time to get free

spring break was two weeks ago, and during a quiet moment of my week off I reflected on the Friday before break and the hours leading up to dismissal. everyone, the kids and I both, were really watching the clock — sometimes figuratively and sometimes literally. to lighten the mood and ease some of the excitement and pressure around the upcoming break I joked with the kids. “Don’t worry,” I said, “I’m keeping track of the time, too, and we won’t forget to leave — trust me. We have 2 hours and 26 minutes to go, and in all my years of teaching I haven’t forgotten to leave school on time. Plus,” I paused, “we always have the dismissal bells to remind us.”

a few of them who were repeatedly looking at the clock or asking their watch-wearing friends about the time seemed a little sheepish that they’d been caught, but I understood. sometimes, even as a teacher, I just don’t want to be in school. and why not?

sometimes school seems like prison, a place we file away all kids for the day with a few adults to regulate their time and activities, and then when the working adults finish work, we pick them up and shuttle them home. back and forth, back and forth, sometimes with a bit of variation in the routine for outside play or lessons, but overall that’s it for nine, 10 months of the year.

but you’re the one in charge, you say, why would you feel like you’re in prison? well, if the kids are the prisoners, that makes me the jailor. and I can’t tell you how much I hate that role, how often I start every day with bright hopes, imagining all the interesting discussions we’ll have, the engaging hands-on activities, and the moments to read and reflect, and to just talk, get to know one another, and spend time together. but that’s just not how it goes. there is so much pushed into the classroom from the outside by people  who work at varying distances from me and my students and who I’ll assume are well-meaning. but whatever their intentions, they’re micromanagers to be sure. they create hard deadlines to meet, a quota of scores to record, grades to file, paperwork to submit, referrals for behavioral and academic issues, standards to meet, and on and on and on and on. my days are scheduled to the minute, which means the kids’ days are scheduled to the minute with an underlying pressure to keep up and for all of us to do what we’re told. and this is not the way education should be — paperwork and rule-following was not the reason I became a teacher.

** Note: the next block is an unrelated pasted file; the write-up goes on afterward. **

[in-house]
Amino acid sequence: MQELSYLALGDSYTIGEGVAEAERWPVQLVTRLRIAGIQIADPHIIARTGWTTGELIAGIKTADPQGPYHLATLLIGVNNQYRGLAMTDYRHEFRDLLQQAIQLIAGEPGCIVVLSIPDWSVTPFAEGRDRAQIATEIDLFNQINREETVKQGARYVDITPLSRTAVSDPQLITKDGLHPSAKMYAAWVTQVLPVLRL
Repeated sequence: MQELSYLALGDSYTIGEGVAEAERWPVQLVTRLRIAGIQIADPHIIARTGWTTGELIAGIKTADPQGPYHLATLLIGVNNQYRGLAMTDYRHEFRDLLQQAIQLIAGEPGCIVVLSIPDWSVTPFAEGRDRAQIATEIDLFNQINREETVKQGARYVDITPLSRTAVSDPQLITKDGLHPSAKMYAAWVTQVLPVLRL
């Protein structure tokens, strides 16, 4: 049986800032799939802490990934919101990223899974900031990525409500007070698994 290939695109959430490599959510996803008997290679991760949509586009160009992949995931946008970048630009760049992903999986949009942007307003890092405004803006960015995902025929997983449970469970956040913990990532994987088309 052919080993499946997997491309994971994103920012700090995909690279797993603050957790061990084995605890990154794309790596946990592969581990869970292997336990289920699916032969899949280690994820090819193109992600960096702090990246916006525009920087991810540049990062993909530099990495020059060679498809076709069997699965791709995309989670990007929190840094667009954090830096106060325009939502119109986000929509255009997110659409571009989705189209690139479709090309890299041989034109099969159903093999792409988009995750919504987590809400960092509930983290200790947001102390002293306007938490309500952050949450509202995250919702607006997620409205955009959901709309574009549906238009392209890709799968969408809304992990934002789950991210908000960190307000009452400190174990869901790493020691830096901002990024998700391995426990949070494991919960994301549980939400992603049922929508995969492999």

so, if school is like prison, then it’s time to get free. because as a teacher I’ve wanted to create freedom through education, through giving kids the tools to question, to think deeply, to reflect and take action, to self-discover and self-determine, to be so knowledgeable of self and the world and so free-thinking that their very existence was a radical act of freedom, and that their radical freedom would inspire others to get free — and that eventually we would all be moving towards that freedom.

and freedom from what? freedom to do what? well, freedom has been written about and thought about for centuries and I cannot address all that I think and feel fully in a few paragraphs, but in short:  freedom to choose and to be. freedom to live a life with purpose and meaning, to live a life of self-understanding and a with a broad perspective on humanity and an understanding of the interconnectedness of life on the planet. freedom to know that there is a balance we must respect and maintain as a member of the living planet and to know when the demands of personal freedom must be mitigated for the good of the group — and to be secure enough in our personal freedom to know that it constantly flexes and bends within different contexts. there are no absolutes — movement and change are constant — just as the need for honest reflection and continuous education is constant.

so as I move forward, looking for moments of beauty in my daily life, I also search for moments of freedom, moments I can amplify and then stretch into minutes, and then hours and then maybe full days. let’s get free.

experiences that inspired this post:

The Hoodoisie — a Chicago-based, live news show podcast.

Educated, by Tara Westover

Chicago Teachers Union Foundation — professional development for Chicago Public Schools teachers

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